If you asked me four years ago what I wanted to achieve in high school, I would have said “straight A’s and a great SAT score,” not “55% on my first chemistry test.” As the youngest in the family, I always idolized my sisters, who were my perception of the ideal daughter. When teachers accidentally called me my sisters’ names or recognized my last name, I felt proud. Growing up, I watched them succeed in almost everything they did and figured this was the default. With the mindset that rigorous competitions and classes simply required my attendance, I began expecting results without working for them. As I sat in chemistry with a page full of red ink glaring up at me, I was melodramatic. I spent my time dwelling on what I was lacking instead of taking action.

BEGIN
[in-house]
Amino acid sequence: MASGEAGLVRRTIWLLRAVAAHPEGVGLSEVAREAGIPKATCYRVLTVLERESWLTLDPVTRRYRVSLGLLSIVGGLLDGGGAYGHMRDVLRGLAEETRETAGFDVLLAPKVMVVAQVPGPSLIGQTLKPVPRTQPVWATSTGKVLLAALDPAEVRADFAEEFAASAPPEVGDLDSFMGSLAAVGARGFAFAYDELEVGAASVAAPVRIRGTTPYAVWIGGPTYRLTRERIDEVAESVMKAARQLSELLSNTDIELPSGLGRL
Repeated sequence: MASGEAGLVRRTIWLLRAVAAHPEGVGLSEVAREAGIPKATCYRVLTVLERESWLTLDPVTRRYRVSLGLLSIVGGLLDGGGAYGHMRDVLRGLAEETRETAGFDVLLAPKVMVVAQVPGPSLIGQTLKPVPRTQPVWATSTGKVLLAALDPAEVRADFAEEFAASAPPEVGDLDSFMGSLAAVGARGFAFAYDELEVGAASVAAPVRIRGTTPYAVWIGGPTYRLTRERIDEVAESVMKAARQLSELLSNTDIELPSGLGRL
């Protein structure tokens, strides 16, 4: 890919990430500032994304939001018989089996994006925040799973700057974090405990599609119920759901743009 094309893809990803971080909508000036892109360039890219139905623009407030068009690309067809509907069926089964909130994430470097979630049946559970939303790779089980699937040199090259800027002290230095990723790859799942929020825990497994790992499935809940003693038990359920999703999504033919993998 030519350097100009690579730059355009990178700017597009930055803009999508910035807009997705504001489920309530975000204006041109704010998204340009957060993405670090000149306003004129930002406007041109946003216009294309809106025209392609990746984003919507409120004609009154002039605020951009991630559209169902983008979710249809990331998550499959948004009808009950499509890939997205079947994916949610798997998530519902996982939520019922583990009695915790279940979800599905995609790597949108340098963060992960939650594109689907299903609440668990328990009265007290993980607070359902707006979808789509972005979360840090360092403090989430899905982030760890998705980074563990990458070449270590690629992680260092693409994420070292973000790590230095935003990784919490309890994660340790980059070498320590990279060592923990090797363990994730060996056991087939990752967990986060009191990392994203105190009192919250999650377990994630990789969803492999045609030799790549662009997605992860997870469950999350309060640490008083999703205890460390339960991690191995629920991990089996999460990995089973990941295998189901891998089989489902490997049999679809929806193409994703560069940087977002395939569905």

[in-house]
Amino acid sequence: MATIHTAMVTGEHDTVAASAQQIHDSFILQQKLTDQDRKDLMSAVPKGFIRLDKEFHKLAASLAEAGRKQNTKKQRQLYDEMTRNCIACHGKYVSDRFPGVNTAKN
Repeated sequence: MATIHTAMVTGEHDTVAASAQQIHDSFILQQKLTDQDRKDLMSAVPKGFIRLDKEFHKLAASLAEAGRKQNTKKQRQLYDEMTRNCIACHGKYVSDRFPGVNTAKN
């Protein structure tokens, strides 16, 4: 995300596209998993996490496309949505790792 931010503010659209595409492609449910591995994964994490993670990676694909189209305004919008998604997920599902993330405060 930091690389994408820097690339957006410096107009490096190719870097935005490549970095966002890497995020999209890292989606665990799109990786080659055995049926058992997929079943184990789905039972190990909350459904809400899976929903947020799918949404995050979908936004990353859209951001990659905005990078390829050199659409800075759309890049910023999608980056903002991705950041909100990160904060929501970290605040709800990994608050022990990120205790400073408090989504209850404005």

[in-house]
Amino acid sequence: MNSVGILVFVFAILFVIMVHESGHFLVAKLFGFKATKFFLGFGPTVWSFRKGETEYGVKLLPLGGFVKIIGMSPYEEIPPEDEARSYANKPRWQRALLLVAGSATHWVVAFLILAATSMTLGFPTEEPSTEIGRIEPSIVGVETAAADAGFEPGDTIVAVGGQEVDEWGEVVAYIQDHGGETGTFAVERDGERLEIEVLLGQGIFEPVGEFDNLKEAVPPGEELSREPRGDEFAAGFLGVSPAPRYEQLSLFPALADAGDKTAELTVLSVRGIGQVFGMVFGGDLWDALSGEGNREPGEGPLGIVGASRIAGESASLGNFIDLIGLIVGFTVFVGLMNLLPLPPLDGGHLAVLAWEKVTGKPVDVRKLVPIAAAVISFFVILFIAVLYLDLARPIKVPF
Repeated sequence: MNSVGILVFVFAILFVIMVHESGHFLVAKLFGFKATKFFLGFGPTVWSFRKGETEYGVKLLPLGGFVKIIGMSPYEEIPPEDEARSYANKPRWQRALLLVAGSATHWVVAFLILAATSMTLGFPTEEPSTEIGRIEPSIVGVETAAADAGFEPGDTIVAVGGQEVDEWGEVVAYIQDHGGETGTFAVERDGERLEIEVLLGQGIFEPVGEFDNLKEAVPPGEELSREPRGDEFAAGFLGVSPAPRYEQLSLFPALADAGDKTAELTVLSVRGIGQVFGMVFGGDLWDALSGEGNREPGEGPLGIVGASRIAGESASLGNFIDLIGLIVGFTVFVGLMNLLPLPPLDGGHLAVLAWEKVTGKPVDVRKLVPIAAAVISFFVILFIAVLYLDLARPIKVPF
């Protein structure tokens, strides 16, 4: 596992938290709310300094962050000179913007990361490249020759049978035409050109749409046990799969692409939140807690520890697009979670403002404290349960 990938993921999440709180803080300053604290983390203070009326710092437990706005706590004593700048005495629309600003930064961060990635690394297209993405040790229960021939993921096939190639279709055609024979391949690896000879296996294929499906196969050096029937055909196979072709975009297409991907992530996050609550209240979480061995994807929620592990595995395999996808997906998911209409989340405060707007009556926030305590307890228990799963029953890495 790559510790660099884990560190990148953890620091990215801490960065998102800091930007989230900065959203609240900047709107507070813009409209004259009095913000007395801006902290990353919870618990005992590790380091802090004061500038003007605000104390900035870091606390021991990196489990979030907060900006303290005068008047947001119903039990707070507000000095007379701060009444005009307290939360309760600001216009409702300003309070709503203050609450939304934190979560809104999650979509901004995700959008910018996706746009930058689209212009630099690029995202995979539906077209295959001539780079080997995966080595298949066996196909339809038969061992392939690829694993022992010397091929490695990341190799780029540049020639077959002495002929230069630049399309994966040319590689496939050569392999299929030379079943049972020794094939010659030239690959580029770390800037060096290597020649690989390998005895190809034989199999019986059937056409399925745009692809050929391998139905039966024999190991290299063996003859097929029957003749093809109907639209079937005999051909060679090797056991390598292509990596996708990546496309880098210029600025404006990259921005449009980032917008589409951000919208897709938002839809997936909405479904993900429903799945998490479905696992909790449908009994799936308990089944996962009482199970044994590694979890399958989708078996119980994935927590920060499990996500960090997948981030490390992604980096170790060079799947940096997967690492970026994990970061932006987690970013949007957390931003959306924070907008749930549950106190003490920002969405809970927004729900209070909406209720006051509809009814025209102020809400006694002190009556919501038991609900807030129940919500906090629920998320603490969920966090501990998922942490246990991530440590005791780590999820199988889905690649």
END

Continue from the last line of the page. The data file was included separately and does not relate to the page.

I perpetually struggled to understand my identity. Comparing myself to my sisters, I felt that I had not achieved what I was “supposed to.” I saw that I needed greater structure and a different focus in my routines. In my frustration, I turned to cello and slowly realized that the lessons I learned in music were applicable to other aspects of my life. I solidified the structure of my studying similarly to my practicing for statewide music competitions. When practicing cello, I always set smaller goals for each session ranging from mastering the technical aspects of a passage or improving musicality. I translated this to my studies by setting similar objectives and established discipline in achieving the specific goals I had set. As principal cellist and orchestra president, I created detailed orchestra agendas and notes. I used this personal system of note-taking to also benefit my study habits. Directing fundraisers and collaborating with fellow musicians allowed me to view different perspectives, eventually revealing to me that my mindset needed a change.